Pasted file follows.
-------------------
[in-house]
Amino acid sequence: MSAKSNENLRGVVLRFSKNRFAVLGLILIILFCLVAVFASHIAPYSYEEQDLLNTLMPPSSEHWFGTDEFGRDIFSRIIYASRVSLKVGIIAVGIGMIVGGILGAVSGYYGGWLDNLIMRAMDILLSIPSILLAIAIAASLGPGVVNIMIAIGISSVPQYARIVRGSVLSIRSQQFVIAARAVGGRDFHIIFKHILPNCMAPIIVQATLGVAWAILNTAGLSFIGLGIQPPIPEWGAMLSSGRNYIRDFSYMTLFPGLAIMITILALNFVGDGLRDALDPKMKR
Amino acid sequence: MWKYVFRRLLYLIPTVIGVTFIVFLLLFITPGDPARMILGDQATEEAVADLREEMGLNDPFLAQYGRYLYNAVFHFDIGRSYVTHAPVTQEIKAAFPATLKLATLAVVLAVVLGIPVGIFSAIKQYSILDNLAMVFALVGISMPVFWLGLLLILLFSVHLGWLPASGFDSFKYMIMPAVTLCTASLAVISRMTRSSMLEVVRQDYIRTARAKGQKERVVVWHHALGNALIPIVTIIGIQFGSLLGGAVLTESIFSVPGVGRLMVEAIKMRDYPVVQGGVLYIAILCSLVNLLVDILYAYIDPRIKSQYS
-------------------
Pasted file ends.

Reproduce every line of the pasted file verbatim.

[in-house]
Amino acid sequence: MSAKSNENLRGVVLRFSKNRFAVLGLILIILFCLVAVFASHIAPYSYEEQDLLNTLMPPSSEHWFGTDEFGRDIFSRIIYASRVSLKVGIIAVGIGMIVGGILGAVSGYYGGWLDNLIMRAMDILLSIPSILLAIAIAASLGPGVVNIMIAIGISSVPQYARIVRGSVLSIRSQQFVIAARAVGGRDFHIIFKHILPNCMAPIIVQATLGVAWAILNTAGLSFIGLGIQPPIPEWGAMLSSGRNYIRDFSYMTLFPGLAIMITILALNFVGDGLRDALDPKMKR
Amino acid sequence: MWKYVFRRLLYLIPTVIGVTFIVFLLLFITPGDPARMILGDQATEEAVADLREEMGLNDPFLAQYGRYLYNAVFHFDIGRSYVTHAPVTQEIKAAFPATLKLATLAVVLAVVLGIPVGIFSAIKQYSILDNLAMVFALVGISMPVFWLGLLLILLFSVHLGWLPASGFDSFKYMIMPAVTLCTASLAVISRMTRSSMLEVVRQDYIRTARAKGQKERVVVWHHALGNALIPIVTIIGIQFGSLLGGAVLTESIFSVPGVGRLMVEAIKMRDYPVVQGGVLYIAILCSLVNLLVDILYAYIDPRIKSQYS